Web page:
With @angryjedi on this one. Sony, like many corporations, go naval broadside and generally make a mess of situations…and when their platform was compromised, why wouldn’t you turn your turrets on the perpetrator and fire righteous litigation like God was on your side?! Forget the high ideals of the alleged responsible, you’ve got to consider your business partners. All these developers and publishers peering in through the door with anxious looks, asking if “you’re gonna be fine, right? We’re all good?”.

And these entitled sons of bitches in their basements decide to speak on my behalf, or at least use that as pithy camouflage. Shutting down a global network, because they’re “for the consumer”. Generally, consumers, uh, consume. As in, goods and services need to be available.

The homebrew scene for any system, bar the GP2X, Pandora etc., is miniscule, almost insignificant. How dare this be used as a justification for what has followed. In the end, the majority of “jailbroken” system wouldn’t have packed simply region-free jigs for Blurays and home-made XMB clocks, it’d have PS3 game images galore. None paid for. I will blame the man who opens the gate as much as the kid who downloads the torrent. You want to develop software? Go open source. Write your linux kernels – oh, but that’s a contentious point! “We did have Linux on the system before, and Sony took it away?!” Move on. Want to code for the machine? Apply for a job at Sony.

I cannot stand it when utopia ideals are used as obfuscation for self-serving ego-stroking. If I were still listening to Rage Against The Machine and reading the Green Left newspaper – like any teen should, I believe – I might have more sympathy, but as it stands and a fellow who does everything by the book when it comes to gaming, to have my ability to enjoy the services I’ve paid for castrated on account of something that wouldn’t have affected me otherwise…I harbour only disdain and annoyance at this crusade.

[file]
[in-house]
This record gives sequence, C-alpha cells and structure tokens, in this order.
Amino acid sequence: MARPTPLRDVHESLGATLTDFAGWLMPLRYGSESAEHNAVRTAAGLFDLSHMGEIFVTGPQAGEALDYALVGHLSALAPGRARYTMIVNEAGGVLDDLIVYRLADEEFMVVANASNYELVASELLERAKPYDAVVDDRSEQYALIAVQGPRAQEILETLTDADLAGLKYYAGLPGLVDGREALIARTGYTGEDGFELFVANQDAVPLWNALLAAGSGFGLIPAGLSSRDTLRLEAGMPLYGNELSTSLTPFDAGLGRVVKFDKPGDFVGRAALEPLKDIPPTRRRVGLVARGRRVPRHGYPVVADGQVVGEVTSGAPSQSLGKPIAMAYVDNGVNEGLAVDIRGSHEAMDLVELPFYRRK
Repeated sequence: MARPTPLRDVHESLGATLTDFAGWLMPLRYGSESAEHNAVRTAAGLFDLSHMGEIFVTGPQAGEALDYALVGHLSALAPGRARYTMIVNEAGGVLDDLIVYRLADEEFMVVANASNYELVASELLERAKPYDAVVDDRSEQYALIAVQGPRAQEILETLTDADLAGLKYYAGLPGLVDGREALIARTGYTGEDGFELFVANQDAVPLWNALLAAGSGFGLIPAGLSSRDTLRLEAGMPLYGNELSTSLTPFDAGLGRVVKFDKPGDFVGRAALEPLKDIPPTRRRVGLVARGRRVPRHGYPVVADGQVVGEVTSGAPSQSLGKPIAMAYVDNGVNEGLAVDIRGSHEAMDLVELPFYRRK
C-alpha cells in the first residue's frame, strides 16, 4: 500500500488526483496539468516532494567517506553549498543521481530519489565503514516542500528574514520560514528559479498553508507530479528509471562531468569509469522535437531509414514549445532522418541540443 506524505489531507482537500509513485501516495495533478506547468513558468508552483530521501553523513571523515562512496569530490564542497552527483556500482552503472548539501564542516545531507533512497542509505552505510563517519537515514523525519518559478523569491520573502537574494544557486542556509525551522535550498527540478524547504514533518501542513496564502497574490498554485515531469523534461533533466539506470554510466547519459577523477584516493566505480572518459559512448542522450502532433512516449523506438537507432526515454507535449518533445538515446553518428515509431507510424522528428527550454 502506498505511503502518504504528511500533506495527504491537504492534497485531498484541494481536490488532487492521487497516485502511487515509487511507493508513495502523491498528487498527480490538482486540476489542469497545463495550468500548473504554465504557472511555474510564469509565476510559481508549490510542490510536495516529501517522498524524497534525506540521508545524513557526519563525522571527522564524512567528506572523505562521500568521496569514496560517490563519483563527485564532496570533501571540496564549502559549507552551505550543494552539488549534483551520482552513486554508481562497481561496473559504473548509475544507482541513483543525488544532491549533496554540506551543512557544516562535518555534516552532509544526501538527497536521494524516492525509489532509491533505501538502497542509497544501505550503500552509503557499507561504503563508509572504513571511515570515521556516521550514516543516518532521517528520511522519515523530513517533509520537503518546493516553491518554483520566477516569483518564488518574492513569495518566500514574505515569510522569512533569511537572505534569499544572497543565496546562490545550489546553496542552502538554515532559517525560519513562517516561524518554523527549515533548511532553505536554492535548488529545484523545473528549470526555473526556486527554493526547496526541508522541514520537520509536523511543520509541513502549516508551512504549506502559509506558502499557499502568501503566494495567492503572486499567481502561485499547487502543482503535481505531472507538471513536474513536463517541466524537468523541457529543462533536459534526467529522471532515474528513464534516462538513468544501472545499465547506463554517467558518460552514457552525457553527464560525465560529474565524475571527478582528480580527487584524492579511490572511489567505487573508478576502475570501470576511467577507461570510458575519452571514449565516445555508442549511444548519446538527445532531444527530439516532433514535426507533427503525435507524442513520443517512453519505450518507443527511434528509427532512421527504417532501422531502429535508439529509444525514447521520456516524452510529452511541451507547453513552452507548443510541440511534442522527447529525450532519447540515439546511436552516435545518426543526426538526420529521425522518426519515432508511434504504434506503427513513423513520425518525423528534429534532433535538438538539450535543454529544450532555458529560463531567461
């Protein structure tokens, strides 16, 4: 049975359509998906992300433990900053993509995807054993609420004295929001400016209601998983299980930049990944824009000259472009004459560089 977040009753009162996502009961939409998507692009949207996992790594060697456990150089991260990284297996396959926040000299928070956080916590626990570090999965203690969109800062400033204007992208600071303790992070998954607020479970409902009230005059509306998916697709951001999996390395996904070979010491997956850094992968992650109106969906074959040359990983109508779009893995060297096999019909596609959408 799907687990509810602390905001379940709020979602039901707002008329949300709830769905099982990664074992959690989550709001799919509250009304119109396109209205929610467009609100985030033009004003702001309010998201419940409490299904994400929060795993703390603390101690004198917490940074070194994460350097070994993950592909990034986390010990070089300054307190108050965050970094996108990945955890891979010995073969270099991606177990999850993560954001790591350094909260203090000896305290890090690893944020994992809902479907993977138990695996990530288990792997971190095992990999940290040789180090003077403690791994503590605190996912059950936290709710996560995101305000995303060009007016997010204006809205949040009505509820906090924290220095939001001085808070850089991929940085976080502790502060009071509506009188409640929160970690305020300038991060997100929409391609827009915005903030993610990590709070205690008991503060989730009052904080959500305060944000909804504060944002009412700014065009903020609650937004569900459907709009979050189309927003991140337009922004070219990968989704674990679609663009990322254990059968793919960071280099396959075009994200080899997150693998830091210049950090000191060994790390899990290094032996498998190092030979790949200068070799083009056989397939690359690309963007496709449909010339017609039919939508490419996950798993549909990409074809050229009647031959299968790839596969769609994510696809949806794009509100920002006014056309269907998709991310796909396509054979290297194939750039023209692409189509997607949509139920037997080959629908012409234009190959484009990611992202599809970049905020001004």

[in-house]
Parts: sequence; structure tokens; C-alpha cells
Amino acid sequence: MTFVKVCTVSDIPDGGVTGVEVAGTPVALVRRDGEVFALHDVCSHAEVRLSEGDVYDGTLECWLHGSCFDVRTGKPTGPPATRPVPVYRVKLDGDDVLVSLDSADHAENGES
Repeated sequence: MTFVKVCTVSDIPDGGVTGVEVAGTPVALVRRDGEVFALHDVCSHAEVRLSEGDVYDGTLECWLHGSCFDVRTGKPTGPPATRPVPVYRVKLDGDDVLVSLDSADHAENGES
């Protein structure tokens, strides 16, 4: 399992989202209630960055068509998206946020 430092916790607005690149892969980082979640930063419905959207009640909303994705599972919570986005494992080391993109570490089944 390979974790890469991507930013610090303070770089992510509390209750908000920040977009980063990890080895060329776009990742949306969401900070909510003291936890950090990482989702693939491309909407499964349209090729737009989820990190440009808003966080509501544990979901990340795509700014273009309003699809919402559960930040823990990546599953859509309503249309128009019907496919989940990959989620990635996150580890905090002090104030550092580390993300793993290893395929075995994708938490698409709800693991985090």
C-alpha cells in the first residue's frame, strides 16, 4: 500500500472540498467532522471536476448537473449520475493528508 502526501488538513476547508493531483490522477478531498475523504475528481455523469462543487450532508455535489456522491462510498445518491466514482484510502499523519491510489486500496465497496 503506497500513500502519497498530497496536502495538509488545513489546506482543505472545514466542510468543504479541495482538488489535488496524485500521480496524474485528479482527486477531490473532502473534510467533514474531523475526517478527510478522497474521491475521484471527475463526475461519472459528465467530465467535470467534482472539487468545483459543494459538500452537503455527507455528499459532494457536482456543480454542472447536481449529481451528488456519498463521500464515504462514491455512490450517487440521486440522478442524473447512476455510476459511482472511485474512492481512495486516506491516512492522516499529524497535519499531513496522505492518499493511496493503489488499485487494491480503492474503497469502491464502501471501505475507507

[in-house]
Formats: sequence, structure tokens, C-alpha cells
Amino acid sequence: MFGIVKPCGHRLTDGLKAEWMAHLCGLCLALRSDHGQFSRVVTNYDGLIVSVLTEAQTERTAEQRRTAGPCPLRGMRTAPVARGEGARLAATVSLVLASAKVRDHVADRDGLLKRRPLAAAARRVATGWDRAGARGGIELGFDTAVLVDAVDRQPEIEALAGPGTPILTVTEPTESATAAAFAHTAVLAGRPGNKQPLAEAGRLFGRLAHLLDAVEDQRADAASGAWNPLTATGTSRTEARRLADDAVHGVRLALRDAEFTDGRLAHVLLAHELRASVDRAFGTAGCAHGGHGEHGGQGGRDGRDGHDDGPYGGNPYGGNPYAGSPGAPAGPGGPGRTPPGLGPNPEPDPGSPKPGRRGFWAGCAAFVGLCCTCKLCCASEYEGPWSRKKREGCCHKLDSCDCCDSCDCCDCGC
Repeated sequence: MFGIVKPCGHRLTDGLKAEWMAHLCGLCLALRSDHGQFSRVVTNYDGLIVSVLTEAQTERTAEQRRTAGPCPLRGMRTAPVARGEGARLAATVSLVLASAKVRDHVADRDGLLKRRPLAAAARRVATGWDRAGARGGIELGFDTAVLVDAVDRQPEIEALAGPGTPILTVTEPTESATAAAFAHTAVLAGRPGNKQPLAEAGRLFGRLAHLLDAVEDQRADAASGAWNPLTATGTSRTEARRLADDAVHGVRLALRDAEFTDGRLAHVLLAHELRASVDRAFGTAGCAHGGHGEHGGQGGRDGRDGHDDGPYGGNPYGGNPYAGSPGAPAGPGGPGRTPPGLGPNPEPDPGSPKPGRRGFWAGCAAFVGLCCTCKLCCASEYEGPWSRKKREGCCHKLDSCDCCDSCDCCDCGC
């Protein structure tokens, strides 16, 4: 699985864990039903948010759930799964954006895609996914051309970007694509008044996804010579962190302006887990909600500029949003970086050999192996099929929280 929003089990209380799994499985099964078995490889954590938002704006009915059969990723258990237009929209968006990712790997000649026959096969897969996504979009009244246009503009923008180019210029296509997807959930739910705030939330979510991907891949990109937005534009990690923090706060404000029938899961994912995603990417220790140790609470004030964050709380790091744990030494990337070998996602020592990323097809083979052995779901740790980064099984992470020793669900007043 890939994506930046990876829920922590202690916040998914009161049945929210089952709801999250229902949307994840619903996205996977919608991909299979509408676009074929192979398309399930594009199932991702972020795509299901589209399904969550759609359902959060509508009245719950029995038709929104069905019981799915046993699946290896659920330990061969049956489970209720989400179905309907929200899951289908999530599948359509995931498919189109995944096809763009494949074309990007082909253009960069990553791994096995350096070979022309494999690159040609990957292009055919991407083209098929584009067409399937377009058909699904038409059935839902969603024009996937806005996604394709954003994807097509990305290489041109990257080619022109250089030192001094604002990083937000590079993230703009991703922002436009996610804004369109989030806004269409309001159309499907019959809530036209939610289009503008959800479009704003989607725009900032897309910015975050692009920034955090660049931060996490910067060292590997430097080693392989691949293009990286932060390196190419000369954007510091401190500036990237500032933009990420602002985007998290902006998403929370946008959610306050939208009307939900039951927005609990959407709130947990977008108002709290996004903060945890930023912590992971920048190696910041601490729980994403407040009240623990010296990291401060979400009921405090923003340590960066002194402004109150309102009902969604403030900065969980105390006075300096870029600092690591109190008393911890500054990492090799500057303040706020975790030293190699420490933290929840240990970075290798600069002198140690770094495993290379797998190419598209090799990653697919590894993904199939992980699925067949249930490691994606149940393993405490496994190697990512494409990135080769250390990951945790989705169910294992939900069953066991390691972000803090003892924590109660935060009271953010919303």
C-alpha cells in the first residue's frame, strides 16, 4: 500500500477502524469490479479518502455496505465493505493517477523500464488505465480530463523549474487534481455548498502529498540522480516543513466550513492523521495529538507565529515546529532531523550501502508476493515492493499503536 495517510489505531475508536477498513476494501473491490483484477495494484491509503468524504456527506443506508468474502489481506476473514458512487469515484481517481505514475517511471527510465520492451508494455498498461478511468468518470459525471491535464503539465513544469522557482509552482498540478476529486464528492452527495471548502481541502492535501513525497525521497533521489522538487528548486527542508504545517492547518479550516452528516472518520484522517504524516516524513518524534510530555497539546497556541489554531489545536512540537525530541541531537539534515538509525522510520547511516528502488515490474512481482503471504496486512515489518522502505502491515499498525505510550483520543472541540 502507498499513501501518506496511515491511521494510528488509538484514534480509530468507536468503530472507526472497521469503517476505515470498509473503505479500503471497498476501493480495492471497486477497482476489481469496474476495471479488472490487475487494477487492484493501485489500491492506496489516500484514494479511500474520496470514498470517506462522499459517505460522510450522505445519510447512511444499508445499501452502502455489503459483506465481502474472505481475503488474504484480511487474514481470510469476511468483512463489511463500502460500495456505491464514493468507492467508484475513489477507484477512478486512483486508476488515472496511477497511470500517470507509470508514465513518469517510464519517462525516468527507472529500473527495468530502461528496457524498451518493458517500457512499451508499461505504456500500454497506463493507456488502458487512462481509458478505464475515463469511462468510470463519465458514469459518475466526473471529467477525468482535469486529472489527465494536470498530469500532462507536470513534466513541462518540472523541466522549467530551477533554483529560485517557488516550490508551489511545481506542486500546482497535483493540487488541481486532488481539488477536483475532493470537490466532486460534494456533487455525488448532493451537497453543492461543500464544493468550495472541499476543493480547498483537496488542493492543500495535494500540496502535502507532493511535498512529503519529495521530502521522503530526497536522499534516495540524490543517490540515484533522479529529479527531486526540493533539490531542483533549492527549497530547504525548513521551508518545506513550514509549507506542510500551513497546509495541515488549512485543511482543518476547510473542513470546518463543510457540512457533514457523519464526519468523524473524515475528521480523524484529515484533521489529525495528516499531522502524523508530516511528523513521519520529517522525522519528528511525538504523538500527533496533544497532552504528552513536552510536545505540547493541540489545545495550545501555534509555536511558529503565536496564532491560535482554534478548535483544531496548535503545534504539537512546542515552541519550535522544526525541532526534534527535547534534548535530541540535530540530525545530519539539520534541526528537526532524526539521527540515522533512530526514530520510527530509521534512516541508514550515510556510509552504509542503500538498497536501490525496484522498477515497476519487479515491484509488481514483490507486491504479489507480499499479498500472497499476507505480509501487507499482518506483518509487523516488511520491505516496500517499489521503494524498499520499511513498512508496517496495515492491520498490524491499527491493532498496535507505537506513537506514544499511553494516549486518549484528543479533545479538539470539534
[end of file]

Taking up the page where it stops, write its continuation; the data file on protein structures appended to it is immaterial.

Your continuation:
I also harbour annoyance at the reaction I’m reading up and down twitter. Nobody, bar @angryjedi, shares this opinion, it seems. Sony, who otherwise would have been enjoying a nice new age of Steam on their system, cross-platform co-op, people getting down with Mortal Kombat online, is hauled over the coals for not having sufficient security in place to fend off a brute force intrusion that even the Department of Defence might have an issue effectively countering. People are talking about identity theft, credit card details might have leaked, “I hate Sony for allowing this to happen” yadda yadda yadda.

The fact is, if these basement clowns are truly the digital white knights they claim to be, the details aren’t what’s important. But if something DOES go down, even one out of the million-plus PSN users with details on the servers, then I’ll sit back and reaffirm my stance that these cyberpunk masturbators are simply the sly and shady characters they always were.

@Shingro Fair point, but as a consumer, I’m well within my rights to say “fuck those guys” because there’s an error message on my PS3 that shouldn’t be there. It might be a layman’s view, but I’m hardline when my consumer rights have been compromised. If anything, I commiserate with Sony. Everything should be running smoothly and I should be playing Under Siege this week. Instead, the isthmus is below the waves and we’re left standing on the beach of kneejerk hooplah, where the corporation who suffered the breach is denigrated as though its completely their fault and the global user base makes angry faces on the shoreline.

@bowlisimo X is such a hard thing to describe or sell to folks. With Mount & Blade, there’s such immediacy to your actions and you do start being able to hold your own. The slow, slightly helpless beginning to an X game does lack a certain punch, but it depends on how you measure progress. You get to the point in an X game where you’re setting marine training regimes for your boarding frigates, adjusting the onboard tracking modules for your point defence systems on capital ships, have automated cargo and trade lanes between your network of fabricators and colossal space stations. And so on.

So, I dunno…I guess if you look at it as a sandbox strategy game, where it’s all about finding a niche and using ingenuity to build an upswing, there’s a lot to love. It’s technical, vast and rewarding, but has the propensity to feel dull if you’re unclear what to do or where to go.

Also, as a man I can safely assume to be a sci-fi veteran, the series has always had superb celestial design. From the ships to installations, to system detritus and so on, there’s lots of ogle.